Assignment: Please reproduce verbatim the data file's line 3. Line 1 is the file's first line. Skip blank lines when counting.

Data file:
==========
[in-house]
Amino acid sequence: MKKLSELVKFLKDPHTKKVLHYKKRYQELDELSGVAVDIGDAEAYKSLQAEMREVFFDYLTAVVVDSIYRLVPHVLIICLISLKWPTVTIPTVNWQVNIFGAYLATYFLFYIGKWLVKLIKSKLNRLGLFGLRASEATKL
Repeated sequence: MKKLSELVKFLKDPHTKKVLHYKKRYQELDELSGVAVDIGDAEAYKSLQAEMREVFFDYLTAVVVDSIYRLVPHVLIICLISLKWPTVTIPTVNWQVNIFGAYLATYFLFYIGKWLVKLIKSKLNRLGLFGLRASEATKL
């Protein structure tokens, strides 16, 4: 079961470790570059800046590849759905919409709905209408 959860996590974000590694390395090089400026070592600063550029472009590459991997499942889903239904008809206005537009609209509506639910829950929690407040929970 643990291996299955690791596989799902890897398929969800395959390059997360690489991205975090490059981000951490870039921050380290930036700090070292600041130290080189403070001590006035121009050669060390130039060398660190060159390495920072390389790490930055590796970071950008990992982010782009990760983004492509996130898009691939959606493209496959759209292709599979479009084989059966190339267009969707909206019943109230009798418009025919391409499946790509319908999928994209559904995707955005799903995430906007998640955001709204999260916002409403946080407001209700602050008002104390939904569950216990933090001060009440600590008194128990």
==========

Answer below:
Repeated sequence: MKKLSELVKFLKDPHTKKVLHYKKRYQELDELSGVAVDIGDAEAYKSLQAEMREVFFDYLTAVVVDSIYRLVPHVLIICLISLKWPTVTIPTVNWQVNIFGAYLATYFLFYIGKWLVKLIKSKLNRLGLFGLRASEATKL